The existence of empowered employees can be a tremendously powerful asset for any organization. It can also be a detriment. Empowerment becomes detrimental when the leadership has a poor understanding of what empowerment is. I recently witnessed an example of a misguided, but well-intentioned leader, trying to impart empowerment to his employees. The Operations Manager had an all-hands meeting in order to reinforce the management's support of the lean enterprise transformation they had recently begun. He recognized and complimented a few teams that had shown some marginal improvements in their work areas as the result of some kaizen workshops, and let the rest of the employees know that their time was coming. They would all be on a kaizen workshop team in the future. He then closed the meeting with the words that often make me cringe: "Remember, you don't have to wait to be on a workshop team. You are all empowered to make improvements in your areas. Now get back to work and make your production numbers."
He didn't actually say the last sentence, but that's what he was thinking. Unfortunately, he believed that simply by saying, "You're empowered", some sort of new world would be magically created. A world in which the employees know what empowerment means, have the knowledge and opportunity to make improvements, and somehow have a new authority they didn't have before. The result is normally a workforce that is more frustrated with management than before, and a diminished belief that the leaders actually mean what they say. Unfortunately, this company will continue only to see improvements as a result of formal kaizen workshops, with the improvements being nominal due to a lack of follow-up by the faux-empowered employees.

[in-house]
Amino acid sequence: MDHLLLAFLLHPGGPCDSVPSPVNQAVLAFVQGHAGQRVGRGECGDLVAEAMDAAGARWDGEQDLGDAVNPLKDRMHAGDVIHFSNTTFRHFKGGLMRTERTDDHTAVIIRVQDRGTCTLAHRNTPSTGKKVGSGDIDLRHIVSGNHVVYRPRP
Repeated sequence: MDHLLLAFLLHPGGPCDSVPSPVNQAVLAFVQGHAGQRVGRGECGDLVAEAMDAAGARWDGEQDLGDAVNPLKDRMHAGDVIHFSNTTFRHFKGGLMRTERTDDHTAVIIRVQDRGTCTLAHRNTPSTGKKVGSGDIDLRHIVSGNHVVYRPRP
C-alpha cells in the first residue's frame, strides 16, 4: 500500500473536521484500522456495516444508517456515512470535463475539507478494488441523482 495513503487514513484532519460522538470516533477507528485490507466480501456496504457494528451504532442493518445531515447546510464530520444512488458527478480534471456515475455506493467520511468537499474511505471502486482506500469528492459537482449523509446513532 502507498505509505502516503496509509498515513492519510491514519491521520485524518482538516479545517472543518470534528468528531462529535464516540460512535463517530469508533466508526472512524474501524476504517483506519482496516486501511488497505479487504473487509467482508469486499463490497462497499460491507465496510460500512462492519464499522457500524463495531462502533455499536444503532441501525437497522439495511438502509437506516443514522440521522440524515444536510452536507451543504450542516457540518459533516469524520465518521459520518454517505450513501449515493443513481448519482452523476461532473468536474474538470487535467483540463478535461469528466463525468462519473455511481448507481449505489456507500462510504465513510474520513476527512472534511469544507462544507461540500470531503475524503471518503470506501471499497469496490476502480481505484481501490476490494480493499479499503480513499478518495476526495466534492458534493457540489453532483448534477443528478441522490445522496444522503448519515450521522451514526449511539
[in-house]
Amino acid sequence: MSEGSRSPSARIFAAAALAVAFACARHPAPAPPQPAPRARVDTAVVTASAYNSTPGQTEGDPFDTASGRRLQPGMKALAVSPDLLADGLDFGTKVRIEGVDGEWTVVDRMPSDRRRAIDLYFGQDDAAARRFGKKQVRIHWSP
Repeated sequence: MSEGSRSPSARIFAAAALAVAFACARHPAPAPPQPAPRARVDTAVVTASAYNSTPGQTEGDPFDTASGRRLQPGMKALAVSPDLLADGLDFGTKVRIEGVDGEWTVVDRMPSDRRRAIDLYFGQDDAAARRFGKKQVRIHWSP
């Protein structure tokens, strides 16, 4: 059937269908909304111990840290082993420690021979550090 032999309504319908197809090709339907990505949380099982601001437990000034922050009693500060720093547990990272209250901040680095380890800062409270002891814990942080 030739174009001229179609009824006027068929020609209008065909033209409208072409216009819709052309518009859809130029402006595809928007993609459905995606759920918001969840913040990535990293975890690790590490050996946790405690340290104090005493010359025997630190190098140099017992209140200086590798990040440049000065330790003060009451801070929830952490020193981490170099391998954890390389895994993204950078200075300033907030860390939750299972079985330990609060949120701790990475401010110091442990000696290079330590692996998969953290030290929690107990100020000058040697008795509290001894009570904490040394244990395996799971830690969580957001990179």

To help companies understand what empowerment is, here are the 4 elements of an empowered organization:
1. Ability: Employees need to have the knowledge and skills of the lean enterprise principles that apply to their business. They need training and experience in problem solving - identifying, analyzing and solutioning the problems they face in their areas every day.
2. Expectation: Is continuous improvement optional or required. Contributing to the efforts of improving one's own process should be a part of everyone's job. In fact, it should be written in their job requirements, discussed during new hire interviews, and included as a portion of the employee's performance evaluation.
3. Opportunity: Quite simply, people need to be given the time to solve problems and make changes. If you expect them to find "free time" to work on improvements, they won't.
4. Authority: It is important to define the level of authority the individual or the team has. There are 4 levels of authority you can impart to a team:
Level 1, Directed: The team must comply with whatever decision management makes
Level 2, Consultative: Management will decide what to do, but want ideas from the team.
Level 3, Participative: Employees need approval by management before making changes.
Level 4, Delegated: Employees are delegated to make decisions and act without approval.
As you go from Level 1 to Level 4, empowerment and trust increase, and the changes are more likely to stick. Ideally, you will never accept Level 1, use Level 2 in rare circumstances, and apply Levels 3 and 4 appropriately as the leadership matures and employees develop their abilities.
Creating an culture of empowerment doesn't need to be difficult. It takes time and a commitment from the company leadership. The first step is for the leadership to understand what they need to say and do to create all four elements of empowerment that will allow their team's creativity to flourish.